Producer Profile: Abundant Acres

I’ve recently dipped my toes into rabbit as a means of keeping backyard meat but decided to wait a bit.  It’s true you can buy rabbit from Bill the Butcher but what a sham that turned out to be. The Bill the Butcher expose only strengthened my resolve even further to know the person raising my meat animals, know their living conditions, and know the processing method and circumstances around the animal’s death.

I’ve scrutinized farmer Brad for months now about the living conditions and the livestock feed and feel pretty comfortable recommending him. He traveled to Polyface Farms in 2008 and met briefly with Daniel Salatin before starting up his rabbit operation, attempting to make it as sustainable as possible.

A quick blurb about the ideals they strive for on the farm:

Abundant Acres Farms is the result of many years of thought, research and learning. We are committed to providing our family, friends and customers the freshest and finest pastured meats.

Located in Toledo, WA our farm was originally homesteaded in 1935. We purchased the farm from the son of the original homesteaders! At nearly 40 acres, there is plenty of fresh air, grass and water for all the animals to express their natural instincts–a trait we hope to foster and encourage.

We will never be a mass producer, rather a “boutique” for more discriminating folks who care about their family, food origin and nutritional value.

Our logo “Ceres” (pronounced Series) is the ancient Roman goddess of plants. As we are a pasture based farm, grass quality is the foundation of our farm. We seek to use rotational grazing to naturally fertilize the fields, our flock of hens will work in the manure and insure bugs and flies are kept in check.

All animals are brooded on the farm in Toledo, Washington. They begin lives on conventional feed but are moved onto grass and local, unsprayed oats and alfalfa as soon as possible.

Farmer Brad raises chickens, ducks, geese, turkey, rabbits and occasionally pigs. You can email cereshill@yahoo.com for pricing or to reserve meat animals. He also sells breeding rabbits.

We thoroughly enjoyed our rabbits from him and I got a duck for my birthday dinner which I’ll be posting on soon I hope. It was amazing dark meat – the perfect thing for a special occasion. I’m looking forward to a fine Dickensian goose for Christmas and perhaps a steamed pudding to go with it.

Have you thought much about your Thanksgiving meal? Cascade Harvest Coalition always hosts an eat local contest with some pretty nifty prizes. Now is the time to be thinking about stocking your larder and freezer for fall and winter eats and farmer Brad is a great place to start!

9 Responses to Producer Profile: Abundant Acres

  1. Hi just found your site , via GNOWFLINS site. I live on the Oregon Coast and love to learn along with Northwesteners. I too am trying to learn how to turn my little city lot on the cool , windy and damp Oregon Coast into a place where our food is growing. Now I made this place sound bad and really I love it here. Have loved looking around your site, I’m sure I’ll be back! Erin from Blesstheirheart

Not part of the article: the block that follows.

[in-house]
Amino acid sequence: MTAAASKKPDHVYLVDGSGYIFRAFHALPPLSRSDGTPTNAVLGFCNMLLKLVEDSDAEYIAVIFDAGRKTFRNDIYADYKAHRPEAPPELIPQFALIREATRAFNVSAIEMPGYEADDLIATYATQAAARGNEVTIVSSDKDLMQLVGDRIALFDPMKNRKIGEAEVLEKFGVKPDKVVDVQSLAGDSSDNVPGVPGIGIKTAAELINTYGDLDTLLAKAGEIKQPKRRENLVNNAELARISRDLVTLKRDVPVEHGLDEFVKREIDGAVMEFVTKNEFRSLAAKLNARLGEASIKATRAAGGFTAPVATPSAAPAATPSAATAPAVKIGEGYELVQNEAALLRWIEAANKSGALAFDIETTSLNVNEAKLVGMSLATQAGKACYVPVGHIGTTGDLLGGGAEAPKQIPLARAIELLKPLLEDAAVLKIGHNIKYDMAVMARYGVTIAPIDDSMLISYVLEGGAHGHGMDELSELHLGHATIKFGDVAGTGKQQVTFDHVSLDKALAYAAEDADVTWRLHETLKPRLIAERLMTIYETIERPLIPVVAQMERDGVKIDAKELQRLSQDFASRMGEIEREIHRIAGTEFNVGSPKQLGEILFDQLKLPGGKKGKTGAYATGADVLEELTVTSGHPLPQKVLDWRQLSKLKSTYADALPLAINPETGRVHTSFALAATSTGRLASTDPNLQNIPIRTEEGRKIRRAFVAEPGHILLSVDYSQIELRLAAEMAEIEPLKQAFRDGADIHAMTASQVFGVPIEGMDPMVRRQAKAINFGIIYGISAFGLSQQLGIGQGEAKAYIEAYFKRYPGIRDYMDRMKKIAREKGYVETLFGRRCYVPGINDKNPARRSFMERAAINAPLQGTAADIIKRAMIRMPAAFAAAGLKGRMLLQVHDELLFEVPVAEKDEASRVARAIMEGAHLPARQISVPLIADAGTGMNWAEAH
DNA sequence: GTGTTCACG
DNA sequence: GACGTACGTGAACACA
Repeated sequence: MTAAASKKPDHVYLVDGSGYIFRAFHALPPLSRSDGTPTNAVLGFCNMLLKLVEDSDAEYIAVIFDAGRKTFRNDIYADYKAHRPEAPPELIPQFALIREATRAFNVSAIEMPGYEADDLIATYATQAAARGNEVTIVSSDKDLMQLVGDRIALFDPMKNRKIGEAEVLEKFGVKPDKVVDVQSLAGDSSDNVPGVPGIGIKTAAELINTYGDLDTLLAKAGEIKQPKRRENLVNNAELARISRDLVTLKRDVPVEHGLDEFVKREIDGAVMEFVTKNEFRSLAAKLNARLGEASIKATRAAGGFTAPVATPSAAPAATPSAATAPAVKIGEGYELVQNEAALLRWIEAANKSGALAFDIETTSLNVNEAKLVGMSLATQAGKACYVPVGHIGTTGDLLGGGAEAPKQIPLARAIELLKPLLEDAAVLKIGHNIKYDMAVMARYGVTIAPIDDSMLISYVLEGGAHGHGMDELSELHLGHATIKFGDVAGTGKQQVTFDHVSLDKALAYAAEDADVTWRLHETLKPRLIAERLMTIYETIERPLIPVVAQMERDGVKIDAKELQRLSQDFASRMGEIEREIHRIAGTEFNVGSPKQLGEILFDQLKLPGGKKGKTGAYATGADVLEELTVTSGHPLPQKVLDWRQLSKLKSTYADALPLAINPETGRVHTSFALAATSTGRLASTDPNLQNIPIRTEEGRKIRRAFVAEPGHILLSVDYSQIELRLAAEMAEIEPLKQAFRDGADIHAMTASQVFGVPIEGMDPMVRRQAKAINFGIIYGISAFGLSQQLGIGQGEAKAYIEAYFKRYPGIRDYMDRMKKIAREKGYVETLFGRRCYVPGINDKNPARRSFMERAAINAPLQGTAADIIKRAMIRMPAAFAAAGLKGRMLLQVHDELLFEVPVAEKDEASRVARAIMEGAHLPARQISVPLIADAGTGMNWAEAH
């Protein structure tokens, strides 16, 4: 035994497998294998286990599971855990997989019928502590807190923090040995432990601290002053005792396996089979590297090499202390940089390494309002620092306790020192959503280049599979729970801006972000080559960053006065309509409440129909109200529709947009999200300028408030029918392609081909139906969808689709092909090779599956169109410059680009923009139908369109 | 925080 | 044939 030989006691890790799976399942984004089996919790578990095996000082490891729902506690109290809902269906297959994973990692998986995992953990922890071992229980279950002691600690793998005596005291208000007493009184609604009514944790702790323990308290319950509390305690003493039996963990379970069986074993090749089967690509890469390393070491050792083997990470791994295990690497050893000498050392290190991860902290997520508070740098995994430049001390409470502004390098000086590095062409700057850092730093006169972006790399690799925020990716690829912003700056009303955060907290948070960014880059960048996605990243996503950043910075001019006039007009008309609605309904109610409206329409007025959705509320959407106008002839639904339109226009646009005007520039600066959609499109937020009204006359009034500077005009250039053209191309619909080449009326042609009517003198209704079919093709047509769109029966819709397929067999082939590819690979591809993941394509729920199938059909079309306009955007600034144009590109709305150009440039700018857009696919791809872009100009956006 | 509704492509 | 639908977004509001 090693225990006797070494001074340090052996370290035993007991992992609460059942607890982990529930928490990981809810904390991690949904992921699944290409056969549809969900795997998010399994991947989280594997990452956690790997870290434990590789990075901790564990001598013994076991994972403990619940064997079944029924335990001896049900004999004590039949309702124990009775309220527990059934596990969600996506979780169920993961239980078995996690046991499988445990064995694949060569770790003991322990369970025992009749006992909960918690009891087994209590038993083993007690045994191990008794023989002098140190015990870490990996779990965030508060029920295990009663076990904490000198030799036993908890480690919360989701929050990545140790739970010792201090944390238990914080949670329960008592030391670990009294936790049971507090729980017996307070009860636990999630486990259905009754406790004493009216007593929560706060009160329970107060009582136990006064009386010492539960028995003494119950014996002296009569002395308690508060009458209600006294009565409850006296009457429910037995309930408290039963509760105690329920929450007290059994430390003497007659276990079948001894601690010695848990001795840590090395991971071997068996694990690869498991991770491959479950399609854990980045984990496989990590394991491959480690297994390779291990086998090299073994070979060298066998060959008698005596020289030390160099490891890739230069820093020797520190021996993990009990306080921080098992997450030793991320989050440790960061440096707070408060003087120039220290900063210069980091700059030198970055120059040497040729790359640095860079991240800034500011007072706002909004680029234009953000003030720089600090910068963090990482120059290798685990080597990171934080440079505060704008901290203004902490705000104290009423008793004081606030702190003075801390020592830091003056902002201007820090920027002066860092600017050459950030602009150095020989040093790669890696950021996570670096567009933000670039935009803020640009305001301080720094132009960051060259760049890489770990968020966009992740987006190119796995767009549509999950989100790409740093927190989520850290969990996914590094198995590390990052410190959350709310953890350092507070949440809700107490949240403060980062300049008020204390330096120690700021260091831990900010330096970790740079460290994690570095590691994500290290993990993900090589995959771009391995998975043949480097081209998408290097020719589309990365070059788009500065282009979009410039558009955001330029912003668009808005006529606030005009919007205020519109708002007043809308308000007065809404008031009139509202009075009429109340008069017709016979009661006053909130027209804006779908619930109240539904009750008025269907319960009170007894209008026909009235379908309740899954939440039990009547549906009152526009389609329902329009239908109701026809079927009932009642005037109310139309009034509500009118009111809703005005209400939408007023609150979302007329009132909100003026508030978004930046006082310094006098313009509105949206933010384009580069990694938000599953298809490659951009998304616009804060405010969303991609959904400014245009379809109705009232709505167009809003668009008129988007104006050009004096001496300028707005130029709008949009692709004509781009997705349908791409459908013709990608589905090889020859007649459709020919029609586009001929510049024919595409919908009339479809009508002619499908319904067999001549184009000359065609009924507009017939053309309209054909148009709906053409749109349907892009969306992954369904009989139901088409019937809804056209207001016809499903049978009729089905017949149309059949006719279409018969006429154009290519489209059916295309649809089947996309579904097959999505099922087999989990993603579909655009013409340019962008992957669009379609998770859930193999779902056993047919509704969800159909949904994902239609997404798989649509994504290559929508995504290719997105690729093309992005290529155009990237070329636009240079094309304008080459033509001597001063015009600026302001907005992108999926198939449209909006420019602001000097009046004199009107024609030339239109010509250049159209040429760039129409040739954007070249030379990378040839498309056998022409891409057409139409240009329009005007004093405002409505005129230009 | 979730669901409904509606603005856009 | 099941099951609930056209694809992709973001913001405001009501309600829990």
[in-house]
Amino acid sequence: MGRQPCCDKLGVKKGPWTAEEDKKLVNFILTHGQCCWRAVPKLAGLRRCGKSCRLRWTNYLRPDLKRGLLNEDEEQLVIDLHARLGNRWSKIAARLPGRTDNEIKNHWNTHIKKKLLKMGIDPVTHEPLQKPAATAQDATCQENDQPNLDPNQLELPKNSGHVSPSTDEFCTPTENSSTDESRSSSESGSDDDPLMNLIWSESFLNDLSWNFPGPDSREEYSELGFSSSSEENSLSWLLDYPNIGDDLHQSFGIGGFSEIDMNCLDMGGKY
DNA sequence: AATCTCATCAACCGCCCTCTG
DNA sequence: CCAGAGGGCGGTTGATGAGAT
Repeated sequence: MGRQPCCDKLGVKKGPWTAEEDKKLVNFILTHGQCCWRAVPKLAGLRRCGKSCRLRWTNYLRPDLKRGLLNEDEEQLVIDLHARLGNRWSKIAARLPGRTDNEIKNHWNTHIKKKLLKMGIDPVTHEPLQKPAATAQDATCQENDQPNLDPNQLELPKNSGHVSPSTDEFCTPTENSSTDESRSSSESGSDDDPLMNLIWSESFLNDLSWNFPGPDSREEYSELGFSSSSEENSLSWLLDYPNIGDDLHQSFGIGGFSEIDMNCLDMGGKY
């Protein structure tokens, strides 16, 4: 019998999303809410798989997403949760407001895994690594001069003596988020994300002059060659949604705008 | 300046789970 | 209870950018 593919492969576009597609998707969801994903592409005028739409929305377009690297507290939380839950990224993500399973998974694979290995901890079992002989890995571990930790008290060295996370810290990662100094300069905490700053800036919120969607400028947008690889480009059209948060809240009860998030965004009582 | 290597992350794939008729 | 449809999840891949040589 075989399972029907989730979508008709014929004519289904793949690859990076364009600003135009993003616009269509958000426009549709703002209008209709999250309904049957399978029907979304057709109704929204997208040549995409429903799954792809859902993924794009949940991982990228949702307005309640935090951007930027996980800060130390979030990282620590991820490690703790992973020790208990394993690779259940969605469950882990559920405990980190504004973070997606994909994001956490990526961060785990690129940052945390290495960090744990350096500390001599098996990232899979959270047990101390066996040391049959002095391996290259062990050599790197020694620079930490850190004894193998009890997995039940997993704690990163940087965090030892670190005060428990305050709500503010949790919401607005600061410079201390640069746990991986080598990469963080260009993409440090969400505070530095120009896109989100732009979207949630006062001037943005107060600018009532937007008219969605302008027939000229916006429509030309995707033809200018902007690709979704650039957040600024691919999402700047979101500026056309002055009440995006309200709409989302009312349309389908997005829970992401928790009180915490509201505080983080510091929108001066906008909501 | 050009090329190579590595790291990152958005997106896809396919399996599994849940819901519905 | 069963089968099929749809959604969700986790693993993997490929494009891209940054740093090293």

2. I’m with you, I like to know where my meat comes from and how the animals have been treated.

    We buy beef from my husband’s parents or brother. Chickens from the same woman I buy eggs from, we have been to her family’s farm and agree with the way her animals are raised and fed. Still working on a milk source closer to home though.

  3. That sounds like a great source for good pastured raised meat. With my daughter soon heading off to college, I think both my husband and myself are ready to dial down the meat consumption in general. Certainly not going vegetarian (love my meat too much for that!) but I think we are ready to have more meatless meals on the menu throughout the week and to have the meat component take up less of the plate.

  4. Really enjoyed this post! I just finished reading Farm City by Novella Carpenter, (a lovely memoir about a woman and her boyfriend who farm/garden a vacant lot in Oakland and she raises chickens, ducks, turkeys, pigs and rabbits to eat…thought of you when I read it. We are doing well and I LOVED your idea for how to plant potatoes in coffee sacks a few posts back. I meant to go back and edit my blog to link to you and I just haven’t yet I also loved your post about going on strike; you give me so much inspiration and I have no idea how you do so much!!!

  5. Also, I’m brain dead and apparently have forgotten how to spell and how to use proper grammar, please forgive!

  6. Hi! I wanted to let you know that I mentioned your new blog hop, Simple Lives Thursday on my Thoughts on Friday link love post and wanted to wish you all the best in your new endeavor. I also grabbed your RSS feed and hope you stop by and say hello at A Moderate Life! :) Alex

  7. p.s. I tried to grab your feed but the link isnt working! maybe next visit!

  8. Thanks Erin – glad you found me!
    Sense of Home how marvelous to have so many close sources! The more you know the creepier it is out there.
    KFG you’ll have some adjusting to do for sure. Hopefully the cat will step up and help out around the garden more to make up for her leaving.
    Sara my husband went to high school with Novella in Shelton so my MIL bought me that book right away when it came out. It was an interesting read. The whole time I kept thinking I had a clone somewhere since I had already started down this path. So glad you guys are doing well! I still can’t comment on your blog but I’m reading it.
    Alex – we left on vacation before I had time to add the blog hop so I missed the first one! I’ll check the RSS feed, seems like it was broken once before. Ah technology. I don’t know why it is always at odds with me!

  9. Alex I can’t get your blog up for some reason!

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